Piranha Kid

Comas is a dusty and elevated neighborhood north of Lima. It was created when Peruvians came to the capital city in the ’60s, looking for a better future. Here, the Calzada family opened an arcade center. Jaime, one of the siblings, is now 27 years old, and he’s waiting for his turn at a local Street Fighter tournament. 

The arcade center was named La Pascana, after the street where it was located. Jaime’s parents were the ones in charge. His father was an electrician and a carpenter, so he made the electrical adjustments and the wood cabinets. His mother was in charge of the customers, from which the family got a daily income between 200 and 300 soles. At that time, the minimum monthly salary in Peru was 500 soles, so the arcade center was a small goldmine. Each noon, after classes, Jaime went to La Pascana and made his homework watching others play Donkey Kong and Vigilante. At the time, this place was one of the few game centers, so people from other districts came here to play. 

The activity heightened when Street Fighter II came out. It was the first game that Jaime played competitively. He was the best player in La Pascana, receiving challenges from players across Lima. “When there is a group of people who play a game, I like to demonstrate that I’m the best,” he tells me. When Jaime plays Street Fighter IV, he uses Abel, the French mixed martial arts brawler. But when he started playing in Comas, there were only eight fighters to choose from.

After Street Fighter II, Jaime became interested in The King of Fighters, and then Marvel vs. Capcom 2. In the latter, he became the best player in the city. But at the time, he was 20 years old and needed money to pay for his studies in electronics. So he stopped playing and began to work.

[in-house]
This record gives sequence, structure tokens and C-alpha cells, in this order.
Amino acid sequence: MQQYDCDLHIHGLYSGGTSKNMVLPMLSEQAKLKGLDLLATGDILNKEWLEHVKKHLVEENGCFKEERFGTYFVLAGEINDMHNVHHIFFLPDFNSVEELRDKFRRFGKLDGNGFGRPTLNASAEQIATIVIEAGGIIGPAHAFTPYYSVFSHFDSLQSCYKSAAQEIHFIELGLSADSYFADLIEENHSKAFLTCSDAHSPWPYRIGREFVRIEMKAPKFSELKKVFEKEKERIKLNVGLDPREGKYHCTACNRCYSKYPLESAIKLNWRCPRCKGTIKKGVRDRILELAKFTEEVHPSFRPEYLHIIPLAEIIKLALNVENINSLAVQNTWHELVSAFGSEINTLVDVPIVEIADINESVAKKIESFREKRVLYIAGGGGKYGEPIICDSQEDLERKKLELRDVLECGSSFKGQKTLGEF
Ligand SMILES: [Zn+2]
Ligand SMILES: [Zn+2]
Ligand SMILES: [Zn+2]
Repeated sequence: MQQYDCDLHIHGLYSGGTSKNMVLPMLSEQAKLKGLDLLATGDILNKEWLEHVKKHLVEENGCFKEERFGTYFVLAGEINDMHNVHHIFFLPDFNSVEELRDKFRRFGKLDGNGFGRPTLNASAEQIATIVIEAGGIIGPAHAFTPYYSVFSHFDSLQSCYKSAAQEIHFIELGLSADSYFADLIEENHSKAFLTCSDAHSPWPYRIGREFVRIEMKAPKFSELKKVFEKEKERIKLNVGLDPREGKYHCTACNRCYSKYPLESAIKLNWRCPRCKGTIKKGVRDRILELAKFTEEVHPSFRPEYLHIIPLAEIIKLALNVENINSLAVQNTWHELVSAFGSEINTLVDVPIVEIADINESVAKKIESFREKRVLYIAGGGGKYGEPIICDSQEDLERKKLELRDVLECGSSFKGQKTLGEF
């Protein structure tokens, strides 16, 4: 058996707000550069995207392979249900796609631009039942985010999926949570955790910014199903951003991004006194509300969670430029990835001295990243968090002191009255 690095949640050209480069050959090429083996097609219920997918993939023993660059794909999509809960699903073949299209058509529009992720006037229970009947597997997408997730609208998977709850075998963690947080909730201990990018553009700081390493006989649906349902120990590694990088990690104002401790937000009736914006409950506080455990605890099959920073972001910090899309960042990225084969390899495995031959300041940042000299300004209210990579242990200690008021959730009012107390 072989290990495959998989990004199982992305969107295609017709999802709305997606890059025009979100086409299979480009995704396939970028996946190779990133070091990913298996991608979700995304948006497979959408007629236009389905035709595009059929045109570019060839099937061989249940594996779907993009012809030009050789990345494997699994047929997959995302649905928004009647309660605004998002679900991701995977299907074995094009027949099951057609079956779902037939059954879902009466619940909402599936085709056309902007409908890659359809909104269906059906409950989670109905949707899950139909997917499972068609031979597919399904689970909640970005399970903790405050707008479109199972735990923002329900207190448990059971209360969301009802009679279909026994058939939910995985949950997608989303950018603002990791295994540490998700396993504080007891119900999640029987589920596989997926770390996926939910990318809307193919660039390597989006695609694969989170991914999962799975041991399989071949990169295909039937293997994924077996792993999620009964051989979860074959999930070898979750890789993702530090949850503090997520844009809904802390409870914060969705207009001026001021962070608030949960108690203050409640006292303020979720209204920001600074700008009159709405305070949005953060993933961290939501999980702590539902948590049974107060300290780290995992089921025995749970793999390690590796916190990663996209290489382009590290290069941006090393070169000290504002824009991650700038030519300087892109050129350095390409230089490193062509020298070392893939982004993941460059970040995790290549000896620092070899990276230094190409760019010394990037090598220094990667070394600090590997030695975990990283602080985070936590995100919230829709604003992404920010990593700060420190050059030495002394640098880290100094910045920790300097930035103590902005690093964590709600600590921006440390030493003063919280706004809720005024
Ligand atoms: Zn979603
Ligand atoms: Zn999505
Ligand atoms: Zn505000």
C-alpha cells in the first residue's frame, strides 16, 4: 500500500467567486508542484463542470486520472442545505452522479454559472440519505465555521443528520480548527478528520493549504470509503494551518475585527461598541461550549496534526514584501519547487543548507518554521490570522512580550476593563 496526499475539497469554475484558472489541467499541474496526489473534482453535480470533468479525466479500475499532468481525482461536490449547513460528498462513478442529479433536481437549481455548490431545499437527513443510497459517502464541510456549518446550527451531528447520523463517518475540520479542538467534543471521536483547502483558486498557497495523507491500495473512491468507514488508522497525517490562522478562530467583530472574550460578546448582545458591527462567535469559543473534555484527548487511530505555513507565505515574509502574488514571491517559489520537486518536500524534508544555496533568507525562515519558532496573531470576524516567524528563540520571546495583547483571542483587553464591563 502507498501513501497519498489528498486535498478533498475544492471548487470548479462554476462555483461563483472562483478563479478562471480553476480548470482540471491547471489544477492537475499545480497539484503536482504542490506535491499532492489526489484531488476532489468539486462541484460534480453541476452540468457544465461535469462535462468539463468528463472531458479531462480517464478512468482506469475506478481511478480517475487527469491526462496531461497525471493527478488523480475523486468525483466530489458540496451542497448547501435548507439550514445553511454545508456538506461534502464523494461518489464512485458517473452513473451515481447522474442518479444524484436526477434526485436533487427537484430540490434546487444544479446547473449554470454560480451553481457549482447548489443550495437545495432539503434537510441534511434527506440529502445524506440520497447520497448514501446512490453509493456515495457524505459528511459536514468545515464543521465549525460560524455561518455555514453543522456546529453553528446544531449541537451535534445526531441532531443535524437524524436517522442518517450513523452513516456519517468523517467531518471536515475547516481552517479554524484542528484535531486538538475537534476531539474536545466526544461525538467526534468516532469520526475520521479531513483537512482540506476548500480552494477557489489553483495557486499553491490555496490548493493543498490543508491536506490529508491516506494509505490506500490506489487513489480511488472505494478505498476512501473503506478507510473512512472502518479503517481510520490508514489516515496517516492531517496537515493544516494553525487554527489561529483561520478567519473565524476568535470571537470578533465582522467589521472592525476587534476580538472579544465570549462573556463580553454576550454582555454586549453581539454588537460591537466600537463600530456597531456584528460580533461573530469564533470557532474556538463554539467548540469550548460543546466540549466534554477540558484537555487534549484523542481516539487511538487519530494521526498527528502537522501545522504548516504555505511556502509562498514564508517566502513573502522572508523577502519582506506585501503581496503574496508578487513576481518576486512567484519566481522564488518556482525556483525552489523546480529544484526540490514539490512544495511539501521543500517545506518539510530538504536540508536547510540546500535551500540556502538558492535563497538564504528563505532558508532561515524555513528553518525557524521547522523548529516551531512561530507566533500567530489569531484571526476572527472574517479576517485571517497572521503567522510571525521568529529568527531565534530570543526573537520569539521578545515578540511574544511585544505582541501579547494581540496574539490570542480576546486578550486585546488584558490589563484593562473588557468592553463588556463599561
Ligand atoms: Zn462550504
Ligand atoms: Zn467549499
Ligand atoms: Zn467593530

“That was until a friend told me to check out the new Street Fighter IV”, Jaime says. He had recently stopped working. So he installed the game on his computer and bought a piranha stick (a homemade accessory built from wood and cheap electronics found in the local market for $40, and that was popular in the arcades in Lima in the ’80s). Another pal told him: “You are good; why don’t you go and play at The Backyard?” It was the name of the small videogame fight club in the city. Jaime accepted the challenge. “The first time that I went to The Backyard, I won a mini-tournament. I got respect.” 

The people from The Backyard taught him how to play online. So he decided to buy an Xbox 360 and an official stick. “When you play with a piranha stick, you almost have to press the buttons with two fingers. It’s really hard. It’s better if you play with an original one,” Jaime tells me. “So I had a console, a stick, and an internet connection. I had everything I needed to be the best.”

Last year, he won the national Super Street Fighter IV championship at the Ragnarok Lan Party. The prize: entry to the DreamHack tournament in Sweden. Arriving at Jönköping, Jaime didn’t understand a thing: he didn’t speak any language but Spanish. But the organization that had brought him to Sweden found a translator, and he was able to talk to the other players. One, an Irish gamer, asked, “You are from Peru? Where is that? Near Mexico?” The only South American player in the tournament, Jaime qualified to the second round without problems.

Like major tournaments such as EVO in Las Vegas, DreamHack shows the enormous disparity between international players. Many of them are sponsored and paid for playing. For Jaime, for whom playing Street Fighter had been a hobby, the importance given to games was shocking. He also found that his training in Peru hadn’t been the best. The monitors used in Sweden ran at a different speed than those that Jaime used in Peru—milliseconds faster—because of input lag; and almost all his moves didn’t have the same impact as they had in Lima. He was handicapped by his background. Moreover, Jaime discovered that some pro gamers practiced 10 hours a day. He had only played for five hours each week.

In the second round, Jaime lost without winning a match. That was the end of his dream. He returned to Lima and continued his studies, while the rest of The Backyard trained harder in order to beat him the next time. For Jaime, the reason for playing Street Fighter is the same as when he began at La Pascana. He just wants to show that he is the best.


Photographs by Juanjo Salazar